Kind little Edmund loved to find out about things. (And finding out about things is not the same as learning about things, as you do in school.) One day he finds out about the creatures living in the mountain near his village and thinks maybe he doesn't like finding out about things so much after all. But once the creatures have been found, there is nothing to do but find a way to save the village before it's too late.
Edith (E.) Nesbit was a master at weaving imagination and real life into timeless fairy tales, with fantastic mythical creatures, princes and princesses, magic, and just the right touch of silliness. Kind Little Edmond is the eighth and last in a series of fairy tales with a common theme: dragons!
Public Domain (P)2015 Karen Krause
Note: Even though this is Book 8 in the series, it works completely as a stand alone.
This is the tale of young Edmond, who was filled to the brim with curiosity, so much so that he often irritated his elders. After all, finding out things for oneself isn’t anything like sitting quietly and attentively in a school room. He likes taking things apart to see how they work, and this irritates even more elders. But not his loving and doting grandmother.
One day, Edmond decides to explore the nearby mountains, and hears some very odd sounds. He builds a lantern of sorts and returns the next day. He meets and helps a mythical beast, who rewards him by telling him magnificent tales. he continues his explorations and eventually a beast is awakened that threatens the village!
This was a great little tale and I really enjoyed it. This is only my second Edith Nesbit tale, but I can’t believe I didn’t discover her works until early this year. I think these little dragon books are some of the best out there and are true classics that stand the test of time. I especially enjoyed this one as the tale has this underlying current about the value of learning things for oneself.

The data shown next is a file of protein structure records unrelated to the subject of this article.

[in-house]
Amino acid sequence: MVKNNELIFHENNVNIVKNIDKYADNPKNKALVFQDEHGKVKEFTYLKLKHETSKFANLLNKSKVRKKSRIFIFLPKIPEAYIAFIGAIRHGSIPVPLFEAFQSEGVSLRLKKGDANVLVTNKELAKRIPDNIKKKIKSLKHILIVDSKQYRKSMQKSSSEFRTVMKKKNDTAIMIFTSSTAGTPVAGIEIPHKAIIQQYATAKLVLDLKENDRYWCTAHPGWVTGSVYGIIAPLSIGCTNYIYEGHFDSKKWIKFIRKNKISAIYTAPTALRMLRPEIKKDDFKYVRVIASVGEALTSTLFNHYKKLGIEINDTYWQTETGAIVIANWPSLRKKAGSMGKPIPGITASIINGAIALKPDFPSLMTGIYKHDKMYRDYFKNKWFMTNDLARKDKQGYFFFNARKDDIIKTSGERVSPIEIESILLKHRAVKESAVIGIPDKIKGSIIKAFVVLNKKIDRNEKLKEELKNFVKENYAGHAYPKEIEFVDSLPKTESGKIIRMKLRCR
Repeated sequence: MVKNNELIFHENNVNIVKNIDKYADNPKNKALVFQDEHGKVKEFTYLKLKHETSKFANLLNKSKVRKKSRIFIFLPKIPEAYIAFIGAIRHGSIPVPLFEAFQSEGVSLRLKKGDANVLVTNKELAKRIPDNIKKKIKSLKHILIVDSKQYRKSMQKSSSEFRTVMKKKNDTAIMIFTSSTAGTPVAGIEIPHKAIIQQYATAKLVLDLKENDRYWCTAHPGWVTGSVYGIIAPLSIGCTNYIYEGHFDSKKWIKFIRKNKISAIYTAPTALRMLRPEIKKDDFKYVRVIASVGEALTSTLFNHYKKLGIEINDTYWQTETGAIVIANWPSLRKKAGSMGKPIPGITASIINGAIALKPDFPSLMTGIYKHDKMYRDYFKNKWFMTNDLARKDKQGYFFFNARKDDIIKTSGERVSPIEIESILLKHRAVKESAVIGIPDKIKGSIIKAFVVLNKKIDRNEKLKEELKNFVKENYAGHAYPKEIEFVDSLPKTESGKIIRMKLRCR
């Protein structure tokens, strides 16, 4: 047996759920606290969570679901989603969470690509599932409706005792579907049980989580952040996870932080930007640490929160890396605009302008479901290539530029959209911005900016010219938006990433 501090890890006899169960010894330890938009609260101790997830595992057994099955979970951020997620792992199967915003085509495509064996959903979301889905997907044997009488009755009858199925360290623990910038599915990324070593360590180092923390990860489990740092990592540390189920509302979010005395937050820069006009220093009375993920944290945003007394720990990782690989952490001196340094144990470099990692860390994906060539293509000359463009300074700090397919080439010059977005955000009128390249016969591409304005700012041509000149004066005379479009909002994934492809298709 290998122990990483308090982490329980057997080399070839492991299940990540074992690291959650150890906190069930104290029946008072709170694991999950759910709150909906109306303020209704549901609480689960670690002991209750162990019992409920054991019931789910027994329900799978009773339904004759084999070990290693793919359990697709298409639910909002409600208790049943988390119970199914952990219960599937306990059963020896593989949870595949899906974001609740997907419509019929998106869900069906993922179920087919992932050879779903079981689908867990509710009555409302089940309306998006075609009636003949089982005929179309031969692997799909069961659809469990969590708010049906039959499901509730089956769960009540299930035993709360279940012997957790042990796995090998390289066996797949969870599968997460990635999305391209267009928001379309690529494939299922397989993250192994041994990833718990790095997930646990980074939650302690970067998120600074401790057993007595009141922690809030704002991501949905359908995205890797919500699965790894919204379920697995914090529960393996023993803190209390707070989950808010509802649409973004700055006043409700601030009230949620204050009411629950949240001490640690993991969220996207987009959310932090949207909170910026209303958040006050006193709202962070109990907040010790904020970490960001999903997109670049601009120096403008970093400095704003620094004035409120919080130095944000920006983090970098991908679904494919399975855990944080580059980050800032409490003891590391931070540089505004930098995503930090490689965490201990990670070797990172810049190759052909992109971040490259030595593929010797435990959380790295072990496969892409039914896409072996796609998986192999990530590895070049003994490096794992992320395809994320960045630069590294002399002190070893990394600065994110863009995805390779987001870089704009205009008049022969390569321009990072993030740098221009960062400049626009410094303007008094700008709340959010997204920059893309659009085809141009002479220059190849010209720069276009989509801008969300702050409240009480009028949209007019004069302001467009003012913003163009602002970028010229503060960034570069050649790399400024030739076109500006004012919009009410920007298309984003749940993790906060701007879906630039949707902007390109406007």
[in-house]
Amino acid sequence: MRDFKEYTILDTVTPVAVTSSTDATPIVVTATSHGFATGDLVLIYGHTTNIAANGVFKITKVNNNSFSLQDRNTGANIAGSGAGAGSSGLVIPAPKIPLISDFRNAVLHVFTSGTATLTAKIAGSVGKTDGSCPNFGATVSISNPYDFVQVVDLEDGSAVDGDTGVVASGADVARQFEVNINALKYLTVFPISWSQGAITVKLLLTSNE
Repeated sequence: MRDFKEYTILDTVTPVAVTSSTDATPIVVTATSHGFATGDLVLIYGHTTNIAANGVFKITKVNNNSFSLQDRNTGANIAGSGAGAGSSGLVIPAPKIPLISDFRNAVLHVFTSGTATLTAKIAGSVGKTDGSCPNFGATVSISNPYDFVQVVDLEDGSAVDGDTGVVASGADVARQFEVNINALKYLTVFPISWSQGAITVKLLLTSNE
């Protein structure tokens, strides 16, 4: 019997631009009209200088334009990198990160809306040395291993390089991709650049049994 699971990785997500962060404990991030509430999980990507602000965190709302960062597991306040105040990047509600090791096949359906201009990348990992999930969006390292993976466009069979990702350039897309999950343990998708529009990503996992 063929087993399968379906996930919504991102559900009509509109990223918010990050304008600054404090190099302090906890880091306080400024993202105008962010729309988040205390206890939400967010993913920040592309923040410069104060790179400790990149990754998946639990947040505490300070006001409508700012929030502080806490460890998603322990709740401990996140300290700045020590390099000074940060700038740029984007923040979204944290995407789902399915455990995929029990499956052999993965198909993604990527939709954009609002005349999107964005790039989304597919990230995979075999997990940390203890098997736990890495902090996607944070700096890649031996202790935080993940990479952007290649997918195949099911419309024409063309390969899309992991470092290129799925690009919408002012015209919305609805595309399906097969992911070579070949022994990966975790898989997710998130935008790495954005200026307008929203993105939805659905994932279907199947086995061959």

Narration: Karen Krause once again had a great little kid boy voice, this time for Edmond. She also had some great voices for the few mythical beasts Edmond comes across. She also pulled off curmudgeonly elders.
I love audiobooks!!!
I would rank it in my top ten.
I've listened to Karen Krause narrate a couple of other Edith Nesbit stories, and this one was very similar.
The cockatrice was my favorite character in this story. She gave him a very funny voice, which sounded very much like you'd imagine a chicken would sound like, if it could talk.
I laughed pretty hard when Edmund managed to trap the dragons in the tunnel. My son and I yelled BRAVO!
As always, Karen Krause is a true joy to listen to. It's like having your very own British nanny to read you bedtime stories.
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